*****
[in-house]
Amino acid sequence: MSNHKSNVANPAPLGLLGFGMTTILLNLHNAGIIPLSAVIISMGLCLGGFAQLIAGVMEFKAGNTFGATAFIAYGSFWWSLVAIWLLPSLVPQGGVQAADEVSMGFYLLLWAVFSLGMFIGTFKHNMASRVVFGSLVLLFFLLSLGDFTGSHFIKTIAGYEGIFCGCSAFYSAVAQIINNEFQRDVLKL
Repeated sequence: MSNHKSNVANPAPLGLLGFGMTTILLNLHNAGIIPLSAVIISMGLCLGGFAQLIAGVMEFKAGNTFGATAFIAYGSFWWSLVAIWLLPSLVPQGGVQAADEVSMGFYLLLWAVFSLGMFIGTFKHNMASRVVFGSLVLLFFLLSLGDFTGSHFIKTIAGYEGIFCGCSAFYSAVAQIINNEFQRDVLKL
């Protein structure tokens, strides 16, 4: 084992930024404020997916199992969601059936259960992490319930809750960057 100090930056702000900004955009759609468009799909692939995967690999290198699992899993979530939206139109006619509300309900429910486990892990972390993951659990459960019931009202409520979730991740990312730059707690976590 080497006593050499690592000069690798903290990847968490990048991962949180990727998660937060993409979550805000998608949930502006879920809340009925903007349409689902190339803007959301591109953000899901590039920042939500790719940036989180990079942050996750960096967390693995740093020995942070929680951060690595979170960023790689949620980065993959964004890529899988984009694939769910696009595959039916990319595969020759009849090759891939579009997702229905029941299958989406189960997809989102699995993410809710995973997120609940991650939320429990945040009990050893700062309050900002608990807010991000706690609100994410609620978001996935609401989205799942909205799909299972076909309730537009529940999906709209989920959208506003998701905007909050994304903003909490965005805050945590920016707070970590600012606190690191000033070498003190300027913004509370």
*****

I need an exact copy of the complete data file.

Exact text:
[in-house]
Amino acid sequence: MSNHKSNVANPAPLGLLGFGMTTILLNLHNAGIIPLSAVIISMGLCLGGFAQLIAGVMEFKAGNTFGATAFIAYGSFWWSLVAIWLLPSLVPQGGVQAADEVSMGFYLLLWAVFSLGMFIGTFKHNMASRVVFGSLVLLFFLLSLGDFTGSHFIKTIAGYEGIFCGCSAFYSAVAQIINNEFQRDVLKL
Repeated sequence: MSNHKSNVANPAPLGLLGFGMTTILLNLHNAGIIPLSAVIISMGLCLGGFAQLIAGVMEFKAGNTFGATAFIAYGSFWWSLVAIWLLPSLVPQGGVQAADEVSMGFYLLLWAVFSLGMFIGTFKHNMASRVVFGSLVLLFFLLSLGDFTGSHFIKTIAGYEGIFCGCSAFYSAVAQIINNEFQRDVLKL
């Protein structure tokens, strides 16, 4: 084992930024404020997916199992969601059936259960992490319930809750960057 100090930056702000900004955009759609468009799909692939995967690999290198699992899993979530939206139109006619509300309900429910486990892990972390993951659990459960019931009202409520979730991740990312730059707690976590 080497006593050499690592000069690798903290990847968490990048991962949180990727998660937060993409979550805000998608949930502006879920809340009925903007349409689902190339803007959301591109953000899901590039920042939500790719940036989180990079942050996750960096967390693995740093020995942070929680951060690595979170960023790689949620980065993959964004890529899988984009694939769910696009595959039916990319595969020759009849090759891939579009997702229905029941299958989406189960997809989102699995993410809710995973997120609940991650939320429990945040009990050893700062309050900002608990807010991000706690609100994410609620978001996935609401989205799942909205799909299972076909309730537009529940999906709209989920959208506003998701905007909050994304903003909490965005805050945590920016707070970590600012606190690191000033070498003190300027913004509370």